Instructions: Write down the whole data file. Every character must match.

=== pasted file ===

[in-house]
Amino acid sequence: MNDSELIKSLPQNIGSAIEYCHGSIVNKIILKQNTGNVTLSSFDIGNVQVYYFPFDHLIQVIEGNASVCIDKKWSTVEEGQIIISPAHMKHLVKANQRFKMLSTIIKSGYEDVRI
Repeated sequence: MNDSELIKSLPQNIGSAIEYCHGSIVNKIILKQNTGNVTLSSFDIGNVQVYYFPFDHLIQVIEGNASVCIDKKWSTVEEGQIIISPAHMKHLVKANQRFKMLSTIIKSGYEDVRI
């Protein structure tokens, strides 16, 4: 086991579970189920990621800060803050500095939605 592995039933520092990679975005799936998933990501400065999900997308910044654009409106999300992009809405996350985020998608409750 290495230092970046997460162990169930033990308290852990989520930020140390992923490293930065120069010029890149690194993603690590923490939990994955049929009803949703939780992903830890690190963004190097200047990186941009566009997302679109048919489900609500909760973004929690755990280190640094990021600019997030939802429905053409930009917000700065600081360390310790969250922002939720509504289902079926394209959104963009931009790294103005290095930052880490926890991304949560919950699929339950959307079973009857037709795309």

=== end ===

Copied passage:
[in-house]
Amino acid sequence: MNDSELIKSLPQNIGSAIEYCHGSIVNKIILKQNTGNVTLSSFDIGNVQVYYFPFDHLIQVIEGNASVCIDKKWSTVEEGQIIISPAHMKHLVKANQRFKMLSTIIKSGYEDVRI
Repeated sequence: MNDSELIKSLPQNIGSAIEYCHGSIVNKIILKQNTGNVTLSSFDIGNVQVYYFPFDHLIQVIEGNASVCIDKKWSTVEEGQIIISPAHMKHLVKANQRFKMLSTIIKSGYEDVRI
């Protein structure tokens, strides 16, 4: 086991579970189920990621800060803050500095939605 592995039933520092990679975005799936998933990501400065999900997308910044654009409106999300992009809405996350985020998608409750 290495230092970046997460162990169930033990308290852990989520930020140390992923490293930065120069010029890149690194993603690590923490939990994955049929009803949703939780992903830890690190963004190097200047990186941009566009997302679109048919489900609500909760973004929690755990280190640094990021600019997030939802429905053409930009917000700065600081360390310790969250922002939720509504289902079926394209959104963009931009790294103005290095930052880490926890991304949560919950699929339950959307079973009857037709795309």